Introducing Internal Communication 3.0: Workforce Citizenship

The convergence of internal, external and social communication has been discussed a lot lately, but in this piece, “Internal Communication 3.0: Workforce Citizenship”, I’ve laid out a picture of what such a convergence could look like, described the turbulent social-media driven changes driving things in this direction, and identified some of the implications for internal communication and corporate communication as a whole.

At the core of this vision is an idea I’m calling “workforce citizenship”–a kind of engagement that reflects a renewed sense of two-way responsibility between staff and the organizations to which they belong, and by incorporating advocacy as well as productivity as part of that responsibility, consciously builds the workforce into an organization’s communication architecture.

The article was published originally on Ragan.Com, an industry-leading daily news-source dedicated to internal and external communication, and can now be found at Communitelligence at http://bit.ly/dyJ07v.

Will Social Media Drive Integrated Internal-External Comms?

In the first-ever “Thought Leaders” post on the site of CIPR Inside–the internal communications community within the UK’s Chartered Institute of Public Relations–I discuss some of the key attributes of social media likely to drive greater integration of internal and external communication in the coming year.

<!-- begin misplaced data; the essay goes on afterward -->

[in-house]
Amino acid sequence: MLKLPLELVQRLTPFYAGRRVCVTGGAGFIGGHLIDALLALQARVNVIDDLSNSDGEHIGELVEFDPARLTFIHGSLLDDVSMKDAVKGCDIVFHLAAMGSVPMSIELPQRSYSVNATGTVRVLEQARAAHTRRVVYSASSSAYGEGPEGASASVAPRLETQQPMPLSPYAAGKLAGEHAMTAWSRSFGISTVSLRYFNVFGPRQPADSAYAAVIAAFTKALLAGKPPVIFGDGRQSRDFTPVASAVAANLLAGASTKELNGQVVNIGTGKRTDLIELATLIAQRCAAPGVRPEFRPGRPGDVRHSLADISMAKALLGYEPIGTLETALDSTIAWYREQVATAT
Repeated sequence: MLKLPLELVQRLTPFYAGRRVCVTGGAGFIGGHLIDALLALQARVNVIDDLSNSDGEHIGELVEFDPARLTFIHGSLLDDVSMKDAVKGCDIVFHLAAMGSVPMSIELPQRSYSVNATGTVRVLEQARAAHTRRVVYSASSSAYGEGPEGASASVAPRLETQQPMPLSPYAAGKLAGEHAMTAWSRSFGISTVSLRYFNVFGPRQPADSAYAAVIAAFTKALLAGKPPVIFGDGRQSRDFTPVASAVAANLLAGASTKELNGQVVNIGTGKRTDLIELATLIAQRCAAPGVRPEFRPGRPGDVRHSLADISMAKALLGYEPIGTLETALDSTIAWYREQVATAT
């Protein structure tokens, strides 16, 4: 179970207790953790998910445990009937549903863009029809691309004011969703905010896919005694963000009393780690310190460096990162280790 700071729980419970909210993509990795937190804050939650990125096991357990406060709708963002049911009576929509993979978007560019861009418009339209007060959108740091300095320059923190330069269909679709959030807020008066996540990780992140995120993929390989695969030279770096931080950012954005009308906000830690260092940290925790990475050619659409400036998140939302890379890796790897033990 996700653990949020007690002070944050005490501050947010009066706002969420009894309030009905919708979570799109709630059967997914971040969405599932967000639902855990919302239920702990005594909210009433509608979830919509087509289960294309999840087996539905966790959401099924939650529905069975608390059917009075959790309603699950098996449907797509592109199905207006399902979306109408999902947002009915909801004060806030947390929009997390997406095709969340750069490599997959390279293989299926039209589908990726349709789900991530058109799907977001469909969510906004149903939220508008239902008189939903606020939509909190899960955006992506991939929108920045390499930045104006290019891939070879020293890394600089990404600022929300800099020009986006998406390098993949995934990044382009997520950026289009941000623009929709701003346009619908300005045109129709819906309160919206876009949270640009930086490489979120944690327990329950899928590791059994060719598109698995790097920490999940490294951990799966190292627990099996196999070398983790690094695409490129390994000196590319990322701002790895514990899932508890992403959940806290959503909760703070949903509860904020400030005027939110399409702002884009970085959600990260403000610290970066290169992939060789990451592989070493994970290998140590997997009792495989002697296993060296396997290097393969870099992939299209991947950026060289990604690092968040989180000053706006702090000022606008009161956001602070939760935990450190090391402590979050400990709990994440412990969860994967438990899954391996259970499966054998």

Key drivers I’ve identified include:

* timing–satisfying the desire for instant and efficient communications, and allowing key messages to be distributed with appropriate dispatch

* mapping–helping to identify meaningful internal communities and communities within the market, and within them, the people who influence others

* relevance–allowing employees greater flexibility in subscribing to communications that they wish to receive

* targeting–building on community mapping to provide alternative local sources of news and credibility to relieve pressure on line managers, who while a favored communication channel, are often overburdened and unreliable

The full post can be found at CIPR Inside: http://bit.ly/90Xv8u

Walls Come Down in final 2009 Article

Below you will find a link to an article I co-authored (with Kristen Sukalac of Prospero Communications [www.prospero.be] on the PR Conversations blogsite) on how the distinctions between traditional communications disciplines like public affairs, marketing, and internal communications have collapsed over the past year–and what the likely implications of that class will be for communication pros in the coming years.

The article can be found at:

http://www.prconversations.com/?p=645

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